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Lemons are Green

Lemons are Green

I’ve been meaning to write about this for a while now, but I generally get waylaid by some new recipe or amazing vegetable in season, that the topic of cleaning gets pushed to the back burner, so to speak. Today, however, I’m exercising a bit of discipline and focusing on the Art of Cleaning—without toxic chemicals.

Conscious Shopping Tip: Use items already in your kitchen for a toxic-free cleaning.

My first apartment after college was tiny. I mean, REALLY tiny. Maybe that’s where my obsession with tiny houses began…who knows? But it was there that I had an experience that changed my life, literally.

The first time I cleaned my bathroom in that small, not-at-all-well-ventilated apartment. I dutifully went to the store and purchased a common bathroom cleaning product and embarked on a mission to have a spotlessly clean bathroom. Several minutes in to my scrubbing extravaganza I began having the worst asthma attack of my life. My chest was tight, I couldn’t breathe… I was terrified. All I could think to do was to get out of the apartment and go outside. Later in the day, on the phone with my mother, I told her what had happened and she gave me advice that I have carried with me to this day. She told me how to use items I already had in my kitchen for cleaning: white vinegar, baking soda, lemon and salt.

Life-changing. To this day, I’ve never had a reaction like that (so long, toxic chemicals!) and a very nice bonus is that I haven’t wasted oodles of money on pricey cleaning products. And I have a very clean house.

So here are a few cleaning tips from me to you…

Using White Vinegar 

Get a spray bottle and fill it with white vinegar. Some folks cut it with water (1:1 ratio), but I use it full-strength. Don’t worry about the vinegary smell—the odor evaporates and takes any other unpleasant odors along with it. Vinegar can be used to clean just about anything from kitchen counters and sinks to coffee pots and the inside of your fridge.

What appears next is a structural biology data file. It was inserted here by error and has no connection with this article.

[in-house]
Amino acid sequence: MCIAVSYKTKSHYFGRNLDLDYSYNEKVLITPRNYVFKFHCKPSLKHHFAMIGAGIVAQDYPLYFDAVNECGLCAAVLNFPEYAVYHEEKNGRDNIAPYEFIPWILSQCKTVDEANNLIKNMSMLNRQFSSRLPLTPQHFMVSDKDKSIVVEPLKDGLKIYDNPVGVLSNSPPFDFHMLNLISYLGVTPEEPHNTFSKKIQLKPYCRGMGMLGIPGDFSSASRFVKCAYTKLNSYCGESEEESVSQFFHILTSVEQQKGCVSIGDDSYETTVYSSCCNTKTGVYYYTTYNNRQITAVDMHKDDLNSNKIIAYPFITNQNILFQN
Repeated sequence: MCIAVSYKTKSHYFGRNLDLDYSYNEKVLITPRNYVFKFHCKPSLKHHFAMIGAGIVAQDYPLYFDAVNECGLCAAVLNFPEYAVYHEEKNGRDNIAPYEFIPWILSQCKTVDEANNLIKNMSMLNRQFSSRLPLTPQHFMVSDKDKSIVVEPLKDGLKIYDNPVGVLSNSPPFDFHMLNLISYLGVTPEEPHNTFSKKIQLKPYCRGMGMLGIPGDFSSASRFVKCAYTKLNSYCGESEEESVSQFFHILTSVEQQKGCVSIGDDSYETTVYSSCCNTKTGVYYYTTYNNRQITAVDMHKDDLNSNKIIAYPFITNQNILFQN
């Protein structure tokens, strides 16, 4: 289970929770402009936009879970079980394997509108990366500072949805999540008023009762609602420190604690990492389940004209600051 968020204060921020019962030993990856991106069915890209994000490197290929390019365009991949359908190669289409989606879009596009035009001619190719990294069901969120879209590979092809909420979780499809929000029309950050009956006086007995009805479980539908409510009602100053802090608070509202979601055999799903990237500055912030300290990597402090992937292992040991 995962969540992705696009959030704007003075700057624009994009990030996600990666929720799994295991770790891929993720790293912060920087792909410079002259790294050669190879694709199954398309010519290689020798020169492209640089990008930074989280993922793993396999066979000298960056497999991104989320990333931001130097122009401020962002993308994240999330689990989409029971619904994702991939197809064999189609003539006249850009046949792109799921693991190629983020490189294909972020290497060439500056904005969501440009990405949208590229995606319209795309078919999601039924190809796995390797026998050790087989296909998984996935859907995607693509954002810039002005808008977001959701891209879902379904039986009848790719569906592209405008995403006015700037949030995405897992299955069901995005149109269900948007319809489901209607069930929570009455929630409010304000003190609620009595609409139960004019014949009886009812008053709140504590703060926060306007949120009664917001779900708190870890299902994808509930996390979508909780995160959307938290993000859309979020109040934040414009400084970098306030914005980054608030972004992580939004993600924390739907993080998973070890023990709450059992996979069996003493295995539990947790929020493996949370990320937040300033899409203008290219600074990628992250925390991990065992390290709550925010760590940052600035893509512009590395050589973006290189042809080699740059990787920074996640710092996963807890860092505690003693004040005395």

Got burnt-on food in your frying pan? Heat the pan over medium heat and when the pan is hot, add vinegar and let it go to work. Then gently scrape with a square-edged wooden spoon and then rinse the pan clean.

If you need a little boost for more intense cleaning, you can sprinkle on a little baking soda before you spray on your vinegar. The chemical reaction will tackle those tougher stains and surfaces.

Use baking soda, salt and vinegar to clean your jewelry. Simply mix a cup of boiling water with 1 T salt and 1 T baking soda and pour into an aluminum pie tin containing the jewelry you want to clean. Then gently add a half a cup of vinegar. Let it sit for ten minutes or so. Rinse off the jewelry and dry with a paper towel.

You can also use a vinegar solution (2 tablespoons of vinegar to 1 pint of water) to remove pesticide residue from fruits and vegetables.

Lemons and Salt

Clean and sanitize your wooden cutting boards by sprinkling generously with some coarse salt and then “scrub” with half a lemon (cut side down). Let it sit for about five minutes or so and then scrape the surface (I use a bench cutter) and give the cutting board a rinse and wipe dry with a paper towel.

These suggestions are really just the tip of the proverbial iceberg—and they happen to be my favorites and the ones I use most often. Give them a try. You’ll have a nice, clean home—free of toxic chemicals and fake chemical aromas. Not to mention, these methods are a lot more cost-effective.

Bonus Tip: If you happen to have stainless steel appliances—and a lot of us do—here’s how to easily clean fingerprints from those surfaces. Spray with vinegar and wipe off any excess debris. Then take a tiny amount of baby oil on a clean soft cloth and rub into the surface (going with the grain). The oil will not only rub out fingerprints, but will also leave a thin barrier to future prints making them virtually non-existent and much easier to clean next time around!

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